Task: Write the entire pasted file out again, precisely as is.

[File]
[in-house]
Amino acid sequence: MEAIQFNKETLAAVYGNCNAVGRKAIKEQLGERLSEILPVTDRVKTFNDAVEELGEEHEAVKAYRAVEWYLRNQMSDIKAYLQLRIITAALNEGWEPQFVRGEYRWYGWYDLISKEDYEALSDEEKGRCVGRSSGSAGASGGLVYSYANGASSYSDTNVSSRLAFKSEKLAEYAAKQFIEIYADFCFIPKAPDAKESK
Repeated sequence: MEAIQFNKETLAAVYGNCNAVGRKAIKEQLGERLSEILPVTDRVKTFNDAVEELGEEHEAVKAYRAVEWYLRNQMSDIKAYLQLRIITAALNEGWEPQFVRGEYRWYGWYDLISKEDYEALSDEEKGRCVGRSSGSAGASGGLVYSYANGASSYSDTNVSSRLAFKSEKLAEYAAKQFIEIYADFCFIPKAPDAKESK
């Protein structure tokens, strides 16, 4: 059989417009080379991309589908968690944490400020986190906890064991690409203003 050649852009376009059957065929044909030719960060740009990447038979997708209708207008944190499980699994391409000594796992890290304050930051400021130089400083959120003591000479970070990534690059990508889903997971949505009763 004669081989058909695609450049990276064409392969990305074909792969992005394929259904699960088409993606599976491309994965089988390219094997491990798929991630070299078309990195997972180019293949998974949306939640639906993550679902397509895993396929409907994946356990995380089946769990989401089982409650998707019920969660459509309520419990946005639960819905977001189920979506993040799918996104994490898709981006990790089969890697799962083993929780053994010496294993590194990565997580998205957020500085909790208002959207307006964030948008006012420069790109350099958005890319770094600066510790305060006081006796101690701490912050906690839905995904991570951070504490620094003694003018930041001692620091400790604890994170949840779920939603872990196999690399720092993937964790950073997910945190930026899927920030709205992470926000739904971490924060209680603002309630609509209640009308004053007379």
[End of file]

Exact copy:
[in-house]
Amino acid sequence: MEAIQFNKETLAAVYGNCNAVGRKAIKEQLGERLSEILPVTDRVKTFNDAVEELGEEHEAVKAYRAVEWYLRNQMSDIKAYLQLRIITAALNEGWEPQFVRGEYRWYGWYDLISKEDYEALSDEEKGRCVGRSSGSAGASGGLVYSYANGASSYSDTNVSSRLAFKSEKLAEYAAKQFIEIYADFCFIPKAPDAKESK
Repeated sequence: MEAIQFNKETLAAVYGNCNAVGRKAIKEQLGERLSEILPVTDRVKTFNDAVEELGEEHEAVKAYRAVEWYLRNQMSDIKAYLQLRIITAALNEGWEPQFVRGEYRWYGWYDLISKEDYEALSDEEKGRCVGRSSGSAGASGGLVYSYANGASSYSDTNVSSRLAFKSEKLAEYAAKQFIEIYADFCFIPKAPDAKESK
């Protein structure tokens, strides 16, 4: 059989417009080379991309589908968690944490400020986190906890064991690409203003 050649852009376009059957065929044909030719960060740009990447038979997708209708207008944190499980699994391409000594796992890290304050930051400021130089400083959120003591000479970070990534690059990508889903997971949505009763 004669081989058909695609450049990276064409392969990305074909792969992005394929259904699960088409993606599976491309994965089988390219094997491990798929991630070299078309990195997972180019293949998974949306939640639906993550679902397509895993396929409907994946356990995380089946769990989401089982409650998707019920969660459509309520419990946005639960819905977001189920979506993040799918996104994490898709981006990790089969890697799962083993929780053994010496294993590194990565997580998205957020500085909790208002959207307006964030948008006012420069790109350099958005890319770094600066510790305060006081006796101690701490912050906690839905995904991570951070504490620094003694003018930041001692620091400790604890994170949840779920939603872990196999690399720092993937964790950073997910945190930026899927920030709205992470926000739904971490924060209680603002309630609509209640009308004053007379």